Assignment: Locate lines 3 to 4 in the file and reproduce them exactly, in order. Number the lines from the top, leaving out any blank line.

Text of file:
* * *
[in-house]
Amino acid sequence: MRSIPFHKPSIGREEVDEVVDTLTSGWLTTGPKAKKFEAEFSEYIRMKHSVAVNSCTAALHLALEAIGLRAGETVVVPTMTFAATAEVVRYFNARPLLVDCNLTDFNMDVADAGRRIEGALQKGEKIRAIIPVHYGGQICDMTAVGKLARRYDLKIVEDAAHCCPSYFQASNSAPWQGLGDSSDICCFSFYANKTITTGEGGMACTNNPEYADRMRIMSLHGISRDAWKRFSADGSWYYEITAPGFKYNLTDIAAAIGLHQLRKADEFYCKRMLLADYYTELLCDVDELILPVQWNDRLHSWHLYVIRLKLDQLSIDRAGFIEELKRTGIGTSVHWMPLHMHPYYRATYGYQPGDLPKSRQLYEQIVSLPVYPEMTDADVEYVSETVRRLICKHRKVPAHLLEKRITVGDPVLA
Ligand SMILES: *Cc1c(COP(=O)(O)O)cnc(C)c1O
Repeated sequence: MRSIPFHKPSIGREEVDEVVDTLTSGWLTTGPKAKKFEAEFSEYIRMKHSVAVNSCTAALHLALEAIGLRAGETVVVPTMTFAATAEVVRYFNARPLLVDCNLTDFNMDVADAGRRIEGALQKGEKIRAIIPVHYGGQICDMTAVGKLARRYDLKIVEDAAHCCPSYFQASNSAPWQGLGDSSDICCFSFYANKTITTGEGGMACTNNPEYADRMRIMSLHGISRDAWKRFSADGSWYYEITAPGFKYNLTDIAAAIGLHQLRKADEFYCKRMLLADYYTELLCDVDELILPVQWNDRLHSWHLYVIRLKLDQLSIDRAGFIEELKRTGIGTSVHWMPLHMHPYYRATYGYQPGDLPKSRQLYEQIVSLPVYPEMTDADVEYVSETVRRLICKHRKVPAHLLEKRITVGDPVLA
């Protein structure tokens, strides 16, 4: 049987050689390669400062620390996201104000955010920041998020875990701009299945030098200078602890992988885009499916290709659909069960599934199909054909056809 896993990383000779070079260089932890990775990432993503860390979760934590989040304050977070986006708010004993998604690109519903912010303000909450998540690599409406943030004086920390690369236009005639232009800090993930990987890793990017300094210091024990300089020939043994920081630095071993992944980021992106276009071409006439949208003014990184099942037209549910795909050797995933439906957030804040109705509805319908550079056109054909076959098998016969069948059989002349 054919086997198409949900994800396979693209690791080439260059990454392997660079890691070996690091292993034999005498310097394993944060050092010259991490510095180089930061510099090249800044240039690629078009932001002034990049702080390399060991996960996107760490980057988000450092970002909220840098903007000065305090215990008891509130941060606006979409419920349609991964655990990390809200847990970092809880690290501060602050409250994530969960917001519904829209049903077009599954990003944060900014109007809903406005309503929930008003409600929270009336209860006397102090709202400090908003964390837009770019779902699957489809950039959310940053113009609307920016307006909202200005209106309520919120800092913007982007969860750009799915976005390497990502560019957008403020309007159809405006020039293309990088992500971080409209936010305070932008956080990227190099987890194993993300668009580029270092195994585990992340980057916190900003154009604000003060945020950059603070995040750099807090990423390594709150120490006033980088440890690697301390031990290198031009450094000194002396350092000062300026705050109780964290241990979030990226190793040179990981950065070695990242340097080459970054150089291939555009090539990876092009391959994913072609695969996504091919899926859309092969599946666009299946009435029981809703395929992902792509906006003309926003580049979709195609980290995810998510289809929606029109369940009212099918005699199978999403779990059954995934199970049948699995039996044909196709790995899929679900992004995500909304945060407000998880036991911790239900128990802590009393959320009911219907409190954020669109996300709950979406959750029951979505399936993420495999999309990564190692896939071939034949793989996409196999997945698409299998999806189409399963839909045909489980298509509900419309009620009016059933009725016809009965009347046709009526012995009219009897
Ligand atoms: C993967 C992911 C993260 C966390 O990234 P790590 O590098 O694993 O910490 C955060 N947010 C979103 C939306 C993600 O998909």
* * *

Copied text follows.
Ligand SMILES: *Cc1c(COP(=O)(O)O)cnc(C)c1O
Repeated sequence: MRSIPFHKPSIGREEVDEVVDTLTSGWLTTGPKAKKFEAEFSEYIRMKHSVAVNSCTAALHLALEAIGLRAGETVVVPTMTFAATAEVVRYFNARPLLVDCNLTDFNMDVADAGRRIEGALQKGEKIRAIIPVHYGGQICDMTAVGKLARRYDLKIVEDAAHCCPSYFQASNSAPWQGLGDSSDICCFSFYANKTITTGEGGMACTNNPEYADRMRIMSLHGISRDAWKRFSADGSWYYEITAPGFKYNLTDIAAAIGLHQLRKADEFYCKRMLLADYYTELLCDVDELILPVQWNDRLHSWHLYVIRLKLDQLSIDRAGFIEELKRTGIGTSVHWMPLHMHPYYRATYGYQPGDLPKSRQLYEQIVSLPVYPEMTDADVEYVSETVRRLICKHRKVPAHLLEKRITVGDPVLA